sheet metal work is great trade.
i apprenticed under my father about thirty years ago, and have been a journeyman for 25 years. i never seem to loose interest in my work, and never stop learning new things. i've had the opertunities to work in so many different facets of the trade. from custom architectural restorations to plain old ductwork to heavey fabrication, working with materials from 0.010 thick all the way up to 1/2" thick. unfortunately, the trade isn't what it used to be and is going steadily downhill. the important stuff like layout and pattern development is just glossed over in the trade schools these days, and more emphasis is placed on CNC computer skills. but when the computer crashes who do you suppose becomes the most important guy in the shop? that's right. the old guy that grew up doing layout work. still; i love my job and enjoy going to work every day. (pays well too).
My 2CW on skills
Many years ago when I was setting up my home wood working shop I brought a high quality American wood working magazine called Fine Woodworking, in the back was a little story which has become one of my favorites. Whenever I want more equipment I get this story out and read it.
It is about this American hobby wood worker, he was a self confessed power tool freak, he had to go and work in Oman for a few years and he could not bring his power tools.
So when he arrived he went around a checked out some local furniture making shops.
To his surprise there was no power tools to be seen and only a few hand tools. He watched a worker grab a piece of square wood and with only an axe and hand plane make a leg for a table which turned out to be perfectly round and shaped, all this in less time than it would have taken him to set the piece of wood up in his wood lathe at home.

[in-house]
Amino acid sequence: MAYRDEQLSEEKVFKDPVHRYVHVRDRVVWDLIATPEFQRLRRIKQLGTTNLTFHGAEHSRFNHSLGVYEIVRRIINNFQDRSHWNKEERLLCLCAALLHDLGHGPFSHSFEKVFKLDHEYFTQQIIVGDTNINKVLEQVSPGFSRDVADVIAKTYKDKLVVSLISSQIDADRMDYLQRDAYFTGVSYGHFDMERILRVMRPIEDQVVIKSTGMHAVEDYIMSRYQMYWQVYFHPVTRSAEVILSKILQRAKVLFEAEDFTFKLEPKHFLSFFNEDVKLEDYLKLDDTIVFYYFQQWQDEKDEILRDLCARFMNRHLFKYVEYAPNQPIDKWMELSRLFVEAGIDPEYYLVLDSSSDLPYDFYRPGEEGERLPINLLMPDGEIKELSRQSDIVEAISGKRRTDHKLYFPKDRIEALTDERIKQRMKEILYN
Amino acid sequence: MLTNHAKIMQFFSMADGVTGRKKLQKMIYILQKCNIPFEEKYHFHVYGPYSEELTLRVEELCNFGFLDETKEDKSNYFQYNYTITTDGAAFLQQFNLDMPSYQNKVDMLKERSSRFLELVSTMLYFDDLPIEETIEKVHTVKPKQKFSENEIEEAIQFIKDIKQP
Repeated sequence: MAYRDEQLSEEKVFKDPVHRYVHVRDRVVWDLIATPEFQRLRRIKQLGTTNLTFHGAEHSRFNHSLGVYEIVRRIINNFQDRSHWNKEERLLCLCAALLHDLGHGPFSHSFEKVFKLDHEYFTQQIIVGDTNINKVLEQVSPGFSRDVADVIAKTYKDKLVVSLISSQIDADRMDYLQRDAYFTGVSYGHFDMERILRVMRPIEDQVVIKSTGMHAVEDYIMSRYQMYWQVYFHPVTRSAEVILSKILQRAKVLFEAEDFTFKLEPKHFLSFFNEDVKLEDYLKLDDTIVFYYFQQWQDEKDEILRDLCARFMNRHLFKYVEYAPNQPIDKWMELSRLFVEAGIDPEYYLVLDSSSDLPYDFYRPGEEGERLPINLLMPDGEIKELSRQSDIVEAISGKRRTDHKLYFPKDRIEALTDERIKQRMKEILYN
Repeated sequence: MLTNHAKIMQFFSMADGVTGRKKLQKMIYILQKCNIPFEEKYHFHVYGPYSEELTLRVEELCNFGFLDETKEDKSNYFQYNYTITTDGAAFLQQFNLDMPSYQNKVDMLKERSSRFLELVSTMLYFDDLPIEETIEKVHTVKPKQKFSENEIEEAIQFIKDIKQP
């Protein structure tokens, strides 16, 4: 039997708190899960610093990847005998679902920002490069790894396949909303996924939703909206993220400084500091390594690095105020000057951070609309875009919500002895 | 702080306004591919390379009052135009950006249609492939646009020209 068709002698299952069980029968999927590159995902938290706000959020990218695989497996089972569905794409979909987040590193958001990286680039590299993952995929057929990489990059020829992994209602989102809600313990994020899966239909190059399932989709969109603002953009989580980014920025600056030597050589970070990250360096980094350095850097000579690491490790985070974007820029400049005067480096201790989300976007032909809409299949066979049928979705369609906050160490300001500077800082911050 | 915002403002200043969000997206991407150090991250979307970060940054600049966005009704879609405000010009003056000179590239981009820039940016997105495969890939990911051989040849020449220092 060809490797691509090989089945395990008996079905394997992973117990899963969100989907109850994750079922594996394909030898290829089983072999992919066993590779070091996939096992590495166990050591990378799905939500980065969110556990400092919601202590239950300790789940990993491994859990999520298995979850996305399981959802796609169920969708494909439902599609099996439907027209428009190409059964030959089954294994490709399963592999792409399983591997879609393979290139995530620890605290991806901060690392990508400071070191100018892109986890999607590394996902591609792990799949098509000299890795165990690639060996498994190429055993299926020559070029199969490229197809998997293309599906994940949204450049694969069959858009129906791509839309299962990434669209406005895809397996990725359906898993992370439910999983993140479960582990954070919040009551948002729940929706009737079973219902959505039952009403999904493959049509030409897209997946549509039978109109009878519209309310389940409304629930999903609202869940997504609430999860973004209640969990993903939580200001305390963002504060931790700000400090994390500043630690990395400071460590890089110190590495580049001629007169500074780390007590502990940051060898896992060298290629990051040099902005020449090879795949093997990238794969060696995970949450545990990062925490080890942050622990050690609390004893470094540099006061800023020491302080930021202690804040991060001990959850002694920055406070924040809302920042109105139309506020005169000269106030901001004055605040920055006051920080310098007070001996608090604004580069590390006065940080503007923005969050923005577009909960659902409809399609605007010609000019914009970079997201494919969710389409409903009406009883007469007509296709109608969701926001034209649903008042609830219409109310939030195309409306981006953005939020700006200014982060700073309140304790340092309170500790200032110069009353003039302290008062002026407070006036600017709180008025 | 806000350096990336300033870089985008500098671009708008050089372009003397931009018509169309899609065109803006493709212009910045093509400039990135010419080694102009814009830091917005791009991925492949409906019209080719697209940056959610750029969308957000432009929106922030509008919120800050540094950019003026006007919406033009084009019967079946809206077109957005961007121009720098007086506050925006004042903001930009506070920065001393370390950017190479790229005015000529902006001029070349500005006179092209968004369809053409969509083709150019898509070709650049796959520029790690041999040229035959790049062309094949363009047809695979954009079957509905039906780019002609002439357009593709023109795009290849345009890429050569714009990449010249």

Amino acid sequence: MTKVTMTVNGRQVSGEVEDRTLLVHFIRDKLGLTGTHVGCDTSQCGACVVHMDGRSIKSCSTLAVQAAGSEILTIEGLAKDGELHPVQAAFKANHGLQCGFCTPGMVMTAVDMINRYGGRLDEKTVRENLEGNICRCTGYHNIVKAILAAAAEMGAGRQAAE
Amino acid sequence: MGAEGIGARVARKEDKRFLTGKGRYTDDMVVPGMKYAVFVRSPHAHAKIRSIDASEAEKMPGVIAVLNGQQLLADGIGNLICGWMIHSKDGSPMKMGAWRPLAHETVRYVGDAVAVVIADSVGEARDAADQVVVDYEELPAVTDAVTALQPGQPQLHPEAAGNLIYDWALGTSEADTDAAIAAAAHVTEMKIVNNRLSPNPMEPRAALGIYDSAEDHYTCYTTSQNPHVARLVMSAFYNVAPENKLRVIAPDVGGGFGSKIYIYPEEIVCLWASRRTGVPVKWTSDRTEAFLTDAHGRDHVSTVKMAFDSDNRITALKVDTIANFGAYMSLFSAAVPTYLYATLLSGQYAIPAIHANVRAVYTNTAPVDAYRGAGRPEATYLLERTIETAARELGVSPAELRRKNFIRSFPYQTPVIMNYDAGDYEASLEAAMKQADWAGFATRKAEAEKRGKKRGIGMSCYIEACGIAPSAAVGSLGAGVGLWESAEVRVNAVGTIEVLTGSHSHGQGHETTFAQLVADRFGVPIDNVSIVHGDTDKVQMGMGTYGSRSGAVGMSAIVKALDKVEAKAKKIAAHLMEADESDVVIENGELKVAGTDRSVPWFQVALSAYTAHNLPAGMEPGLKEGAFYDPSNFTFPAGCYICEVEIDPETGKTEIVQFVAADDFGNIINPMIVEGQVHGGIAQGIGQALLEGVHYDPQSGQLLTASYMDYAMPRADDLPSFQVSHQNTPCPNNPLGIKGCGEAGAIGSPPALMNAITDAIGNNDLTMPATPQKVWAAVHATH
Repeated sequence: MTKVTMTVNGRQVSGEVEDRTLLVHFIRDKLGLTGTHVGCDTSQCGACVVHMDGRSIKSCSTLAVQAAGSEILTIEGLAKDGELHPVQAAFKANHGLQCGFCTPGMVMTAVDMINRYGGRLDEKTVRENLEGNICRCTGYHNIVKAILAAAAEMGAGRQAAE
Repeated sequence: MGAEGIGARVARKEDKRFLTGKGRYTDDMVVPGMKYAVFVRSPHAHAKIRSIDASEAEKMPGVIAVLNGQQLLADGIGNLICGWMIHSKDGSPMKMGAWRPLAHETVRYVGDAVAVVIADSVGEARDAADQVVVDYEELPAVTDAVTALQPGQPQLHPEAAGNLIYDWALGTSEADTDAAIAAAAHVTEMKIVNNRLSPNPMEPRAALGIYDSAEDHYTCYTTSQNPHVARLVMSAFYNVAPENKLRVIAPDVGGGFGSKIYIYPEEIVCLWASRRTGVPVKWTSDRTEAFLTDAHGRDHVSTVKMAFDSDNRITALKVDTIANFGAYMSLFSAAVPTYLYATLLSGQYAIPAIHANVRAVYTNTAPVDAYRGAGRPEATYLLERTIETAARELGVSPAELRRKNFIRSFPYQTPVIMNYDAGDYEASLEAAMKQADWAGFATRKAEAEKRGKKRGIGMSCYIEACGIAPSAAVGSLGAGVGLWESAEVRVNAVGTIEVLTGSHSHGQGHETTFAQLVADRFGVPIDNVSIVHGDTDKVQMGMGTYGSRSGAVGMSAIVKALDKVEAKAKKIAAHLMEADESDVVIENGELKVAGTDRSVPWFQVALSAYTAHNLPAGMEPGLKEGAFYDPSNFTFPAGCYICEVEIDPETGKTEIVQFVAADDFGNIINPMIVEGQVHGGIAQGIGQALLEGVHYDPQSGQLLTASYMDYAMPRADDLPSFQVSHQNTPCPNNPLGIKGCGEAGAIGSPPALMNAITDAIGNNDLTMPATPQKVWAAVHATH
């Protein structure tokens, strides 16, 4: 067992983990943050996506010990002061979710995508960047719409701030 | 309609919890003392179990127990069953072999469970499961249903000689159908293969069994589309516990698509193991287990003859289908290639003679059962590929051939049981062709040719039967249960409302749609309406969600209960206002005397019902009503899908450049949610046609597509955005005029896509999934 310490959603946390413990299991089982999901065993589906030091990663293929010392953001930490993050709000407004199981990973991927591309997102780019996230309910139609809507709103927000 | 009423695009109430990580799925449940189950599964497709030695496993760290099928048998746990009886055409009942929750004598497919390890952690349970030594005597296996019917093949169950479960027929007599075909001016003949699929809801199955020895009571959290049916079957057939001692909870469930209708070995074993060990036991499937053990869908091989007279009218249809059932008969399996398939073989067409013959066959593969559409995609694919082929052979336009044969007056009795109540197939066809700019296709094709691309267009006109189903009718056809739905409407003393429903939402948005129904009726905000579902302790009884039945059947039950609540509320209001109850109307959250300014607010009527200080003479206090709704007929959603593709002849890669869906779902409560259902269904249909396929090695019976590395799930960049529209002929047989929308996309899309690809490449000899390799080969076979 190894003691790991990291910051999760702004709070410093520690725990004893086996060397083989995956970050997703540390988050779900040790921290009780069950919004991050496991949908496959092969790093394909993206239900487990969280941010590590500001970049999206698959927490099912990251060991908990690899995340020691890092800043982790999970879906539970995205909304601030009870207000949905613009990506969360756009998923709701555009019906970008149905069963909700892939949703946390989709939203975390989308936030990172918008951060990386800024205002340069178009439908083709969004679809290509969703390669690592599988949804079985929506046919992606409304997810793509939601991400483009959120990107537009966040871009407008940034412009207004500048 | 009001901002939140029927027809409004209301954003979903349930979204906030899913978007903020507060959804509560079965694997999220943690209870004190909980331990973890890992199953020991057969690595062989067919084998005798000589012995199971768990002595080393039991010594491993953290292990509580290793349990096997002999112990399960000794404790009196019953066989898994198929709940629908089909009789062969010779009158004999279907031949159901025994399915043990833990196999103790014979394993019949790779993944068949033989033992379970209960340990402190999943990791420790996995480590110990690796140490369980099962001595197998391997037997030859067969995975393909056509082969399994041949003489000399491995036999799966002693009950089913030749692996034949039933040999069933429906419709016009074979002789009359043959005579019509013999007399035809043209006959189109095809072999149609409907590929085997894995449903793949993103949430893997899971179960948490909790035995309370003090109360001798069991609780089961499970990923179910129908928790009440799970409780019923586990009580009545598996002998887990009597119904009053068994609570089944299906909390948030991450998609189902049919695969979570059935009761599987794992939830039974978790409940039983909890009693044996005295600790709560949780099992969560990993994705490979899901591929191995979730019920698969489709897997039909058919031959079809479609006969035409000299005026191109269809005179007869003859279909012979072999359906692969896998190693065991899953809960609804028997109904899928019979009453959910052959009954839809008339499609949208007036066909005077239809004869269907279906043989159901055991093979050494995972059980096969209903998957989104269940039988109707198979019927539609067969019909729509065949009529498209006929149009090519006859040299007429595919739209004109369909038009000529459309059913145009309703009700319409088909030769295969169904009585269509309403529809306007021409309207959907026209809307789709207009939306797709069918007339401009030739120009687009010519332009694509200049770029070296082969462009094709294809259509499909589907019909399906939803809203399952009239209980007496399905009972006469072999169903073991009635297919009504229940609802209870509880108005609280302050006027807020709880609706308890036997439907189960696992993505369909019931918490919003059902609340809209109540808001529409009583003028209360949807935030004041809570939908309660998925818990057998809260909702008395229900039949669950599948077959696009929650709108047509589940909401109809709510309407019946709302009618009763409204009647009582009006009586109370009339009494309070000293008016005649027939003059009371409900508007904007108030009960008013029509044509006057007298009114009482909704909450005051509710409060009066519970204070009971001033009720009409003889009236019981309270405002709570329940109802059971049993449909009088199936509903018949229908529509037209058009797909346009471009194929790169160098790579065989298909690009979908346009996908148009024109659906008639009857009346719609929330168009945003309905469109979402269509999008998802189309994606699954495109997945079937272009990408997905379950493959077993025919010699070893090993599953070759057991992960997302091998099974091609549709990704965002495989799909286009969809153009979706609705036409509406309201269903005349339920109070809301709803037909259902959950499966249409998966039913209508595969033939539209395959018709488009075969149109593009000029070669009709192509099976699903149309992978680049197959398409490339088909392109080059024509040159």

He realized that we in the machine age are loosing valuable hand skills and these skills once lost might never come back. He vowed and declared that he when he arrived home he will sell some of his tools and practice his hand tool skills.
I was doing a fine wood working course at the local School of Art and through my metal working skills made friends with the head of school (George) who was one of Australia’s top furniture designer and wood craftsman (unfortunately he passed away a few years ago) I discussed the above issue with him and he suggested the one machine that would be an advantage and that would be a good bandsaw, the rest could be happily done by hand tools. I now have a very good collection of hand tools and a bandsaw.
Twenty years ago I did a Advanced Diploma in Mechanical Engineering which had a large pencil and paper drawing component, drew lots of sheet metal design and development not easy stuff, these days with CAD, draw in 3D and push button for 2D too easy but nice.